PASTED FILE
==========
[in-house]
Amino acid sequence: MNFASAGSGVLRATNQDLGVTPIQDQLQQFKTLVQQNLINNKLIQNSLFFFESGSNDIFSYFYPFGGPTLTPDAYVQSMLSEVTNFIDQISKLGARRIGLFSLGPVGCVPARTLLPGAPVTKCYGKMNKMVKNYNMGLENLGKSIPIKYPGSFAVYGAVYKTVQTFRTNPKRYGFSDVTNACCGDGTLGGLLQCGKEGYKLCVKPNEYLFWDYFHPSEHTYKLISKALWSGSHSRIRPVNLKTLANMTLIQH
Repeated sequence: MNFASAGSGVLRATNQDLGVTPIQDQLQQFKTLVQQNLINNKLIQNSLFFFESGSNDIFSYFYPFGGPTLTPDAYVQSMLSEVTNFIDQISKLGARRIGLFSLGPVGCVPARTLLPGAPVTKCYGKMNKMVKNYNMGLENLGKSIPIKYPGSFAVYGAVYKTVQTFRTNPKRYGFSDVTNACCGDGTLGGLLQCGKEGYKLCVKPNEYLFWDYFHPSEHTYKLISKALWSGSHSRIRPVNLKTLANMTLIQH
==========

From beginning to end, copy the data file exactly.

[in-house]
Amino acid sequence: MNFASAGSGVLRATNQDLGVTPIQDQLQQFKTLVQQNLINNKLIQNSLFFFESGSNDIFSYFYPFGGPTLTPDAYVQSMLSEVTNFIDQISKLGARRIGLFSLGPVGCVPARTLLPGAPVTKCYGKMNKMVKNYNMGLENLGKSIPIKYPGSFAVYGAVYKTVQTFRTNPKRYGFSDVTNACCGDGTLGGLLQCGKEGYKLCVKPNEYLFWDYFHPSEHTYKLISKALWSGSHSRIRPVNLKTLANMTLIQH
Repeated sequence: MNFASAGSGVLRATNQDLGVTPIQDQLQQFKTLVQQNLINNKLIQNSLFFFESGSNDIFSYFYPFGGPTLTPDAYVQSMLSEVTNFIDQISKLGARRIGLFSLGPVGCVPARTLLPGAPVTKCYGKMNKMVKNYNMGLENLGKSIPIKYPGSFAVYGAVYKTVQTFRTNPKRYGFSDVTNACCGDGTLGGLLQCGKEGYKLCVKPNEYLFWDYFHPSEHTYKLISKALWSGSHSRIRPVNLKTLANMTLIQH